Provisions for the journey

Dionysius The GreatIt is the Catholic practice to give Holy Communion to those who are about to die. This is known in Latin as viaticumliterally “provisions for the journey”.

I recently came across this story concerning viaticum from the third epistle from St. Dionysius The Great written in the early 3rd Century. This simple story gives us a deep look inside the life of Early Church. We see the serious consequences which were associated with apostasy (denying Christ) and we also see the ardent Eucharistic desire of one desiring reconciliation:

To Fabius, Bishop of Antioch.

I shall give an account of one particular case that occurred here. There was with us a certain Sarapion, an aged believer. He had spent his long life blamelessly, but had fallen in the time of trial [the persecution]. Often did he pray [for absolution], and no one listened to him, for he had sacrificed to idols.

He fell sick and, for three successive days, lay mute and senseless. Recovering a little on the fourth day, he called his grandchild, and said, “My son, how long will you detain me? Hurry, I beg you, and absolve me quickly. Summon one of the priests for me.” When he had said this, he became speechless again.

The boy ran for the priest; but it was night, and the man was sick, and was consequently unable to come. But I had issued an injunction, that persons at the point of death, if they requested absolution, and especially if they had earnestly sought it before, should be absolved, so that they might depart this life in cheerful hope. So the priest gave the boy a small portion of the Eucharist, telling him to steep it in water and drop it into the old man’s mouth.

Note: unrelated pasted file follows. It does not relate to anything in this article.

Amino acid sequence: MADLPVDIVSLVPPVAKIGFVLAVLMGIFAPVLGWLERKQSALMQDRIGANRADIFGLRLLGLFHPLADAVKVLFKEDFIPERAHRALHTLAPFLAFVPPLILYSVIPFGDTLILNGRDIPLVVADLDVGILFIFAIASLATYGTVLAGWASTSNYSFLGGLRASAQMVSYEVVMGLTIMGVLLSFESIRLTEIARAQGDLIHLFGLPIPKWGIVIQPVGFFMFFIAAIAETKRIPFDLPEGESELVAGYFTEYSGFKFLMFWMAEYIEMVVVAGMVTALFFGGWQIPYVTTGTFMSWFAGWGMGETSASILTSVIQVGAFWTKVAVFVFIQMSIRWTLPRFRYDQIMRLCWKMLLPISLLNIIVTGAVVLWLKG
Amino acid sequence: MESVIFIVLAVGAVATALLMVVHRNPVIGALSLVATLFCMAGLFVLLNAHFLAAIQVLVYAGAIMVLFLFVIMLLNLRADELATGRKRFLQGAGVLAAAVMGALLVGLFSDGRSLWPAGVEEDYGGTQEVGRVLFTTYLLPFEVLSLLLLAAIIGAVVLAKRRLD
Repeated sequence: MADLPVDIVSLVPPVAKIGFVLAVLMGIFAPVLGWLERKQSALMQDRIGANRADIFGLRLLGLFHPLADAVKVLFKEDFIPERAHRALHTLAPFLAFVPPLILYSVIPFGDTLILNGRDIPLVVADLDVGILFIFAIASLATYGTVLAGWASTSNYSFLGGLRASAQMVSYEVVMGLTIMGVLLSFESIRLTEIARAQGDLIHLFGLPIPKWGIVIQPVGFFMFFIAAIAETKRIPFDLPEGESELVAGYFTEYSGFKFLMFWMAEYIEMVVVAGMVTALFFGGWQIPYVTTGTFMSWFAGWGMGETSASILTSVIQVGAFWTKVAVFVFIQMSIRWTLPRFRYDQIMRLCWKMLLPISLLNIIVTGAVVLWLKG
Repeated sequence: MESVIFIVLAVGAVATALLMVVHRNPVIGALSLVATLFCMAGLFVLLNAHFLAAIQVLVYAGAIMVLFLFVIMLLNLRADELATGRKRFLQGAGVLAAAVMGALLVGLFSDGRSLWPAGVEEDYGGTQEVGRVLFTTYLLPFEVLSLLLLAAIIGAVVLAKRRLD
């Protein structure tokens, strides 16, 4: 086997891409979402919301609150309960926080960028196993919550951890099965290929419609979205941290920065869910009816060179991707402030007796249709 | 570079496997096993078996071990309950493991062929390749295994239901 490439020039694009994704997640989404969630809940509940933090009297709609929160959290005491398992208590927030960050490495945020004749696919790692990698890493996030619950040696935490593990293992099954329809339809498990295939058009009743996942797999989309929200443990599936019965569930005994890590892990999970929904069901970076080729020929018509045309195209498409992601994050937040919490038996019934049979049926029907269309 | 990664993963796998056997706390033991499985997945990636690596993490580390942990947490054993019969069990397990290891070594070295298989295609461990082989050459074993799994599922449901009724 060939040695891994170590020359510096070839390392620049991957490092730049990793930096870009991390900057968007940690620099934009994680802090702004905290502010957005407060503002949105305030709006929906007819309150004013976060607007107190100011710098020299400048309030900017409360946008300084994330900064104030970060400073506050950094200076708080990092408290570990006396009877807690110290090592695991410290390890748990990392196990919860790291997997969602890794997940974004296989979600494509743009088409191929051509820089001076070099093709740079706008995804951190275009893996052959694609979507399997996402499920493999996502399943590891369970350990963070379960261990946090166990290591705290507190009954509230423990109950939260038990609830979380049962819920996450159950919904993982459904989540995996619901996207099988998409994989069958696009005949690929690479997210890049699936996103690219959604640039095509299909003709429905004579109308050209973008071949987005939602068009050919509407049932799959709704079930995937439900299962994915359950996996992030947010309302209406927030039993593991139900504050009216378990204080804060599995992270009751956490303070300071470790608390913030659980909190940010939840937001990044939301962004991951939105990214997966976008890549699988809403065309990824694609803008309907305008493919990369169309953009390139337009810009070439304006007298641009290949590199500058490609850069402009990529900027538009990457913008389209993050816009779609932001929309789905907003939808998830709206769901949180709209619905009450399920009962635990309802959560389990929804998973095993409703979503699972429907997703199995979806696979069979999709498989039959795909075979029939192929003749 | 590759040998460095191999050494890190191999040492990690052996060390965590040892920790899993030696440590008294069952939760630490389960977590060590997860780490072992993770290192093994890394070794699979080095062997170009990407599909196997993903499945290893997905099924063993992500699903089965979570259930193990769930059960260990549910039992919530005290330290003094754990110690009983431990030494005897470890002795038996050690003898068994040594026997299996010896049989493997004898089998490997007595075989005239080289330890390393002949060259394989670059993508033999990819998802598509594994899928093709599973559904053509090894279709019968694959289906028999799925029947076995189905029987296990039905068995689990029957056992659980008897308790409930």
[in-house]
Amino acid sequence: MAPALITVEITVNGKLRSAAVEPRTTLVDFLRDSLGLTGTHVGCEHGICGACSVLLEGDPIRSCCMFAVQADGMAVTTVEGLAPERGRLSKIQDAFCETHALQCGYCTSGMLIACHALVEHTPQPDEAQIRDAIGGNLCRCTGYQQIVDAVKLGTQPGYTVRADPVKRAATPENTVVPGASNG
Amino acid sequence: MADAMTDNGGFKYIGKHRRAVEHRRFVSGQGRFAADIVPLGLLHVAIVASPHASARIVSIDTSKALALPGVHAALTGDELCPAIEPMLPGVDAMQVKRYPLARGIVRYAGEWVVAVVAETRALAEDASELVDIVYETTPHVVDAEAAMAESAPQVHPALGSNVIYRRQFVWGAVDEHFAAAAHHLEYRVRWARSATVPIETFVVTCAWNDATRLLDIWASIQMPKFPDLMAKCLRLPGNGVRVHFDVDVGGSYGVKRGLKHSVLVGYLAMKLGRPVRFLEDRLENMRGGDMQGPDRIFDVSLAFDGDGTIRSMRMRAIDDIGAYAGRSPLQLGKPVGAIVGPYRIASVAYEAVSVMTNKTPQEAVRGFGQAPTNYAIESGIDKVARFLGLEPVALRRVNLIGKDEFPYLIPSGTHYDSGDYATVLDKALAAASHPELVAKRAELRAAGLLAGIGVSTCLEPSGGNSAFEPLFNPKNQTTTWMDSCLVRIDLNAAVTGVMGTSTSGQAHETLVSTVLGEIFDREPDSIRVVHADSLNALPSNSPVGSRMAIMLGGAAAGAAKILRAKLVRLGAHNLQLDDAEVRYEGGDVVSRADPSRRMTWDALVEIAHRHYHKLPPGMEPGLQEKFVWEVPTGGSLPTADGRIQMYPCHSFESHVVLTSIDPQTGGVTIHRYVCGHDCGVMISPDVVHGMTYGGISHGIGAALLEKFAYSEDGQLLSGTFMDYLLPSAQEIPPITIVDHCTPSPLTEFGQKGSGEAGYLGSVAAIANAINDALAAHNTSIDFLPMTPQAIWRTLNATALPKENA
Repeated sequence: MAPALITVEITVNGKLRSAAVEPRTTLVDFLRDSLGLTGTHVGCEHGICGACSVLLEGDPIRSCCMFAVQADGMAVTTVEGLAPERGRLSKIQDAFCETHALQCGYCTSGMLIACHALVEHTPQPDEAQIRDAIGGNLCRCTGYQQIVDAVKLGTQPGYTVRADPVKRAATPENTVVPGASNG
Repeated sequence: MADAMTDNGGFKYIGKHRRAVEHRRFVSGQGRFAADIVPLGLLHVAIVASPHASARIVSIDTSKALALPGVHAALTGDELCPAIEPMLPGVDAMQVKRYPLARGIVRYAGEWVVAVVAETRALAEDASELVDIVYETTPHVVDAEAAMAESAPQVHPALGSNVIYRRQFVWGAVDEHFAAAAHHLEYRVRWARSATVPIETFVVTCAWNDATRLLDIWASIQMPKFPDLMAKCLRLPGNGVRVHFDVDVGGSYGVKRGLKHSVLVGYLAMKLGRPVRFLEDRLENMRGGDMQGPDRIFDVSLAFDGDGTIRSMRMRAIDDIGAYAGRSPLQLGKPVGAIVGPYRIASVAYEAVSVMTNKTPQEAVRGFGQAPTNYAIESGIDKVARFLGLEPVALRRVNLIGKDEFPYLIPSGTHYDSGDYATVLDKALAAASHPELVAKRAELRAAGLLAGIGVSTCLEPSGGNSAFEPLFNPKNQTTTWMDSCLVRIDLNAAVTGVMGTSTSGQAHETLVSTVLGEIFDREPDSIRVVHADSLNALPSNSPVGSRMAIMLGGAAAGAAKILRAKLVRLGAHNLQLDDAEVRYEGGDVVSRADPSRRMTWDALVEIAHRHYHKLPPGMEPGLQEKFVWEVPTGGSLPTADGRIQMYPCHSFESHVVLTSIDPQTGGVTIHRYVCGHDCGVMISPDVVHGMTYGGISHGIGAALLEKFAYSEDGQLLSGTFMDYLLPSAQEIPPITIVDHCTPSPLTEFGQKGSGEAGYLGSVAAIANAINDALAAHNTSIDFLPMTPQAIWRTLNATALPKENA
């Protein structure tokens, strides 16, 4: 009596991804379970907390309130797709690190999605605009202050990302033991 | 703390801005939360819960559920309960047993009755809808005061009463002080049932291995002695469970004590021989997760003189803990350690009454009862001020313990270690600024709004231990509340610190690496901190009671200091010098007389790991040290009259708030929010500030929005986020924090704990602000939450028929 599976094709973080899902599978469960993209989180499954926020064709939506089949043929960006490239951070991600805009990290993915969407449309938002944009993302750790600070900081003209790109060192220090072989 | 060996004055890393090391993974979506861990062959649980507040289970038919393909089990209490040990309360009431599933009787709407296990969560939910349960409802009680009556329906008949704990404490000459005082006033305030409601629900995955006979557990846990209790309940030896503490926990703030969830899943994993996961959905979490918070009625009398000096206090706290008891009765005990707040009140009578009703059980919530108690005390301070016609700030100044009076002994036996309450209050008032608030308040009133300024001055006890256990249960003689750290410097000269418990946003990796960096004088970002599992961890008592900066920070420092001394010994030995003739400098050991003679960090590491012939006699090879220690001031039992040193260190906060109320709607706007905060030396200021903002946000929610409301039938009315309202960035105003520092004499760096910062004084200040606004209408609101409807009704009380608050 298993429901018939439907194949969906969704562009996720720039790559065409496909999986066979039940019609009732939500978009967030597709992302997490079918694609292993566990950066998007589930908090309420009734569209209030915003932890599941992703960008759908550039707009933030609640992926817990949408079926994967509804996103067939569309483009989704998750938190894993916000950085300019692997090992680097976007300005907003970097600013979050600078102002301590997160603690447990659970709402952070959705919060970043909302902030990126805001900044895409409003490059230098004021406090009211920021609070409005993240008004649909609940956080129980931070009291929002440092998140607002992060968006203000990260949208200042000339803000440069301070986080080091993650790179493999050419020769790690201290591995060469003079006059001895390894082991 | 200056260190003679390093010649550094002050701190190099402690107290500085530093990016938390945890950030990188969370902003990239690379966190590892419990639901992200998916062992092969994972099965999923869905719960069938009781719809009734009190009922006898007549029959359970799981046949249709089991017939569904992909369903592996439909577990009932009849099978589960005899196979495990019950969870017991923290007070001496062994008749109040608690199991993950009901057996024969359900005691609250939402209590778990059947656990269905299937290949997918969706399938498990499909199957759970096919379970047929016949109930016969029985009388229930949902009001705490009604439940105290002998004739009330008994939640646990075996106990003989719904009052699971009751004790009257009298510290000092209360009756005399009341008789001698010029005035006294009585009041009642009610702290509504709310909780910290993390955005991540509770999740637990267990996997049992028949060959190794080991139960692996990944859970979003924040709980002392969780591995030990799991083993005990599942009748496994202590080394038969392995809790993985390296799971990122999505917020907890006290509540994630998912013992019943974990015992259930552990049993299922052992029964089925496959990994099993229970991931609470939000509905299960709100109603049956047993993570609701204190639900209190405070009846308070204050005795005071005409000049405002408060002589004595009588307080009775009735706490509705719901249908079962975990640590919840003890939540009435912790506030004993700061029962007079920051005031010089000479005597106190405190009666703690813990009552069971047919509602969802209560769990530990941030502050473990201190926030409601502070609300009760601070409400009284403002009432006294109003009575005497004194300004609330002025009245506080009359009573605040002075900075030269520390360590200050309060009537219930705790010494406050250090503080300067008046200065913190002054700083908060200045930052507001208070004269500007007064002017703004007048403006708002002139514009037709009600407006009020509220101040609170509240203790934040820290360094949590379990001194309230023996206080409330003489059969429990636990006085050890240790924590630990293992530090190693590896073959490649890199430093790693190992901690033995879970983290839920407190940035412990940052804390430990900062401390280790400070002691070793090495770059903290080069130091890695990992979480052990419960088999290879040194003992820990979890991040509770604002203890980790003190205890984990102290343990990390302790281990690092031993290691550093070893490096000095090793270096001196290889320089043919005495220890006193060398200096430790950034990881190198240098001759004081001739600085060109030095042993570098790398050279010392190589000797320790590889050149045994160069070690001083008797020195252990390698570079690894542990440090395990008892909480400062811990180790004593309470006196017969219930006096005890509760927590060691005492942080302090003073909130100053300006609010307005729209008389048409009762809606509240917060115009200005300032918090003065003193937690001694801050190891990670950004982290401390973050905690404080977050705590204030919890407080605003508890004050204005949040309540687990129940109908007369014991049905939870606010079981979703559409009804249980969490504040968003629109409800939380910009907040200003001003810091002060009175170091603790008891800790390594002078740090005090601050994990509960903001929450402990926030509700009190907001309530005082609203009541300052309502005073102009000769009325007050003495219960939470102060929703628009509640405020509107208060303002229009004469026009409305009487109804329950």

The boy returned bearing the portion. As he came near but before he had yet entered, Sarapion again recovered and said, “You have come, my child, and the priest was unable to come; but do quickly what you were instructed to do, and so let me depart.” The boy steeped the morsel in water and immediately dropped it into the [old man’s] mouth.

After he had swallowed a little of it, he gave up his spirit. Is it not obvious that he was preserved in life just until he could be absolved; and, with the sin wiped away, he could be acknowledge for the many good works he had done?

– St. Dionysius The Great, Epistle 3


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